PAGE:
ment through the untiring efforts of C.
H. Markham, the general freight and pas
senger agent has largely fostered all
creamery enterprises along its line. These
Institute meetings will alike prove a bene
fit to those who have already established
creameries, those who contemplate doing
so. and the farmers.
The Agricultural College has made ex
periments along practical lines, and will
give out results at these meetings.
Two main points are to be considered
the production of first-class creamery but
ter and a market for the product The
latter Is a sequence of the former.
Mr. Markham says that the farmers
are fast awakening to the Importance of
breeding good stock. His company has
already brought In several herds of fine
cattle, and will ship In more. He states
that in one Instance eight Jerseys netted
their owner $73 per head In one year.
Common cows, during the same period,
netted their owners only $40 each, and
consumed twice as much feed as the Jer
seys. Mr. Markham does not think there
Is the least danger of overproduction.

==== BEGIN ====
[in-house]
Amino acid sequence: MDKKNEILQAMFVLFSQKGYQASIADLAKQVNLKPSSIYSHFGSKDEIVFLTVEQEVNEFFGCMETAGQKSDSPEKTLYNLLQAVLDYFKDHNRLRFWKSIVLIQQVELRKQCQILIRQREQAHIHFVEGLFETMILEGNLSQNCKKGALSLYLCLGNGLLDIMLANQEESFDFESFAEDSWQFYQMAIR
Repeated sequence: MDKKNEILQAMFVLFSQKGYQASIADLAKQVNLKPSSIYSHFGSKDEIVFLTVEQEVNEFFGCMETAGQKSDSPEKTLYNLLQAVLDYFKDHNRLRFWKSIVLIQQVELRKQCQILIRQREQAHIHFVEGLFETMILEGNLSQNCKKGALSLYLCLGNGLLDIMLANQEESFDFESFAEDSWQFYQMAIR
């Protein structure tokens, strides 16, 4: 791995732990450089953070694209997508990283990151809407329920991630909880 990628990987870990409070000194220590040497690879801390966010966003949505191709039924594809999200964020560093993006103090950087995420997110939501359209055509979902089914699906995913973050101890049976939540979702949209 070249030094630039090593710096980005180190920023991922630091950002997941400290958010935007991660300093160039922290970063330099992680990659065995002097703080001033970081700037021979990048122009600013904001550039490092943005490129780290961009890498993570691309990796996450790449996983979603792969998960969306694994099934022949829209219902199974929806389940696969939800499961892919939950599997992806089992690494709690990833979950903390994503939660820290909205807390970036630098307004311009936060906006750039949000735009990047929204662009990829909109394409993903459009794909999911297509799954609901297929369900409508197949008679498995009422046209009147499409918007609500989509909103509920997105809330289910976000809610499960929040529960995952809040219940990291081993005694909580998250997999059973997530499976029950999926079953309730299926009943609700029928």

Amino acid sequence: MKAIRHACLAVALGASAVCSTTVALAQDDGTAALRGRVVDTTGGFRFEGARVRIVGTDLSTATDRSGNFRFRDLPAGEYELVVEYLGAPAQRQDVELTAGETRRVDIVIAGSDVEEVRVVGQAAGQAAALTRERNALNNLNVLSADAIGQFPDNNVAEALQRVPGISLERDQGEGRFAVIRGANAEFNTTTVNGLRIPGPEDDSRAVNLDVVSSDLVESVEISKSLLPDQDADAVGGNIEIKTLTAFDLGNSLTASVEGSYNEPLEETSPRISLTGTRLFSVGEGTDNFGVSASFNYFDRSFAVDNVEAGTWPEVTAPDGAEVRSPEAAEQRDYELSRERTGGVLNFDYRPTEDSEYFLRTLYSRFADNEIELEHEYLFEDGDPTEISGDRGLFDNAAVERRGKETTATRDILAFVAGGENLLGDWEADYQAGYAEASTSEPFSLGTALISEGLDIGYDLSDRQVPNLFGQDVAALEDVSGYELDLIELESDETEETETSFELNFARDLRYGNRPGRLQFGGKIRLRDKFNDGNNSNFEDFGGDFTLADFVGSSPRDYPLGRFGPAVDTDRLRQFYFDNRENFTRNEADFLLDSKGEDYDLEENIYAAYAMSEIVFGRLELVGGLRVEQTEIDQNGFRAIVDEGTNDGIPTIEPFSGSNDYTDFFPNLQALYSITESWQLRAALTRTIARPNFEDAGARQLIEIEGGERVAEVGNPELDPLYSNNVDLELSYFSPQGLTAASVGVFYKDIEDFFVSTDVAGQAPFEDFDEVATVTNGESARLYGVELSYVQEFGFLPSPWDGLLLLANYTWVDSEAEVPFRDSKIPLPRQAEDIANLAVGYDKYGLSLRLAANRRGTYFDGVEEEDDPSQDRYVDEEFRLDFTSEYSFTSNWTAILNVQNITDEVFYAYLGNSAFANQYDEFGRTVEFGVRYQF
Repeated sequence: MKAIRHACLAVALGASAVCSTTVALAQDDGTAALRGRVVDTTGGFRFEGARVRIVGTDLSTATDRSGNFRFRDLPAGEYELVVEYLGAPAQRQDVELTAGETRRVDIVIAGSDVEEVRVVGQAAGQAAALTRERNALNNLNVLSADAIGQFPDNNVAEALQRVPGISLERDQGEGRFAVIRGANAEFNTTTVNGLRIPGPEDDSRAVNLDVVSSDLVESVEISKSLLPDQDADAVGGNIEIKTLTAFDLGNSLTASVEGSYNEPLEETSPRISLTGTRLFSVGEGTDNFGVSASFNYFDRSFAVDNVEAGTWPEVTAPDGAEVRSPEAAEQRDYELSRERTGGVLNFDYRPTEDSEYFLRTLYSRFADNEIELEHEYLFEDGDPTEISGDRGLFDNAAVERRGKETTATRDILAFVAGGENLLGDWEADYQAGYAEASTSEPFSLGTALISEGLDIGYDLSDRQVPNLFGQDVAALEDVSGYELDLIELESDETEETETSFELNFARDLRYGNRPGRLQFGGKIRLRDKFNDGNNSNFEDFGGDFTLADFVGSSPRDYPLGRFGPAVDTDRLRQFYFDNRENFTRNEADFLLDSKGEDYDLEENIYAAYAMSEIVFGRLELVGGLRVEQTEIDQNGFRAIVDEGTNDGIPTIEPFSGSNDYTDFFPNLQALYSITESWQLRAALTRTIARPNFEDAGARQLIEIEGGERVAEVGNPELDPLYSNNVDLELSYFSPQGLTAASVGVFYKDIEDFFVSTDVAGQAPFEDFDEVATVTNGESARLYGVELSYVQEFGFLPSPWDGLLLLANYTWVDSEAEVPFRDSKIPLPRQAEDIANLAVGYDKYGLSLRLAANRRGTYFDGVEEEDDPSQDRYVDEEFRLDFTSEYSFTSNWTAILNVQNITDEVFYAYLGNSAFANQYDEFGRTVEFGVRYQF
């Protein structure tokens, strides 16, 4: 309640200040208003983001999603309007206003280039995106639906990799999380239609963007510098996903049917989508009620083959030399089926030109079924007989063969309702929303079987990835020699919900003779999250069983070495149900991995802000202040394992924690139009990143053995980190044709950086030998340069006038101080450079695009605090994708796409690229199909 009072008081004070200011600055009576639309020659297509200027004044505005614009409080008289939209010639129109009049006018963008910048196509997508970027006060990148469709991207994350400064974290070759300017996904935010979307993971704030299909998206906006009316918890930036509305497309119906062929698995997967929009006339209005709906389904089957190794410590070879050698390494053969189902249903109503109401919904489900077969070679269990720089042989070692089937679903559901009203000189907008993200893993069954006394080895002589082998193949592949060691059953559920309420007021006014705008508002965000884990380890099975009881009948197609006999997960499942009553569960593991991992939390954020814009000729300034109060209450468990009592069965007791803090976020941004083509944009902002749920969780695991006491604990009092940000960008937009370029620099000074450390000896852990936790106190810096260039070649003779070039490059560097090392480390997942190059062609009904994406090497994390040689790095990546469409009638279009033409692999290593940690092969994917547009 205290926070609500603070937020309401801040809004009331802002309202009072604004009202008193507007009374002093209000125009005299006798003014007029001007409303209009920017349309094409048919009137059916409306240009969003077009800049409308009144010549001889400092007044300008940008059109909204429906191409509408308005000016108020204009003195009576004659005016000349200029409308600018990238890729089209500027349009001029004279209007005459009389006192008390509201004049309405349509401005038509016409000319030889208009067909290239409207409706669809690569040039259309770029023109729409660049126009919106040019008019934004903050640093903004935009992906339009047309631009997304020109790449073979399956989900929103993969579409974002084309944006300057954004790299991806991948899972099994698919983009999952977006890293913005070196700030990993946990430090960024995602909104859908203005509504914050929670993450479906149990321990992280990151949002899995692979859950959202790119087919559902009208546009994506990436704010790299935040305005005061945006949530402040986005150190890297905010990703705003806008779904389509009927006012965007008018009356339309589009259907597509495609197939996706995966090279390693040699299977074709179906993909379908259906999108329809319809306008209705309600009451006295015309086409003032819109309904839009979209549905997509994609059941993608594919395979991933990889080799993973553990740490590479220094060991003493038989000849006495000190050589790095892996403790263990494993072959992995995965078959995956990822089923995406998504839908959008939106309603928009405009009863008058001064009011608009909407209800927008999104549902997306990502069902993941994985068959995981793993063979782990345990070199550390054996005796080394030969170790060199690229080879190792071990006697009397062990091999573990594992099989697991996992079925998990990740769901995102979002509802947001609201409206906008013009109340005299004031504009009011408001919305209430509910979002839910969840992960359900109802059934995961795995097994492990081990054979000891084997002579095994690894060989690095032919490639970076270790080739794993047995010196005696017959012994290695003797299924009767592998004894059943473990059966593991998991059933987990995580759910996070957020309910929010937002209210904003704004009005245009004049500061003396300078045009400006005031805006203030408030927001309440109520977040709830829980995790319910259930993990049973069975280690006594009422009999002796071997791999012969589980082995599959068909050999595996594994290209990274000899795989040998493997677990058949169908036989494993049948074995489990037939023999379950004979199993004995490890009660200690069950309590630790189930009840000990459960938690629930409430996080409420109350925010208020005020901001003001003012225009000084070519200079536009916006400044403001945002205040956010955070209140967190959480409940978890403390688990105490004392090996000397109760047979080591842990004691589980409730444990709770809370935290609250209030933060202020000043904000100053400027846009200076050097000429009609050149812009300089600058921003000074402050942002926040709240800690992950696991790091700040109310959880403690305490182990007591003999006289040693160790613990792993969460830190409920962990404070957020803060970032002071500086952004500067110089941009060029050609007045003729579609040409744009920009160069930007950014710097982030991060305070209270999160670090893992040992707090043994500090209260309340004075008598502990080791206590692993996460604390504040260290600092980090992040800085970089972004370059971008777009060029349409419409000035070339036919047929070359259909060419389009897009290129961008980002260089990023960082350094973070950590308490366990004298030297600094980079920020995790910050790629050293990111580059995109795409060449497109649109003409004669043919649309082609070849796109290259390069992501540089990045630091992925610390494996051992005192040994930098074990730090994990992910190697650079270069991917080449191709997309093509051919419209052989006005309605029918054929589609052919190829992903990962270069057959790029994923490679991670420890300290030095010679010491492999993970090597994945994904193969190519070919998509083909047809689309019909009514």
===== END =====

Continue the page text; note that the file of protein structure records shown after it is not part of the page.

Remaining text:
At the present time Linn County prob
ably leads in this Valley as to the amount
of butter and cheese produced. As to the
quantity of milk handled and butter
manufactured, the Albany creamery Is
probably ahead of Its competitors.
Halsey now has a creamery and a
cheese factory- There Is also a cheese
factors at Lebanon, and Sclo now has a
creamery. There has been one In opera
tion at Brownsville for several years, and
a new cheese factory is to be put in at
During the past three months the In
crease in dairy products In Linn and
Marlon Counties has been notably large.
' ' - .
DONE IN THE COURTS.
Decision of Jndce Fraxer In Case
Judge Frazer yesterday denied the mo
tion to file a supplemental writ of review
In the case of Mary H. Couch. Clementine
F. Lewis et at vs. the City of Portland.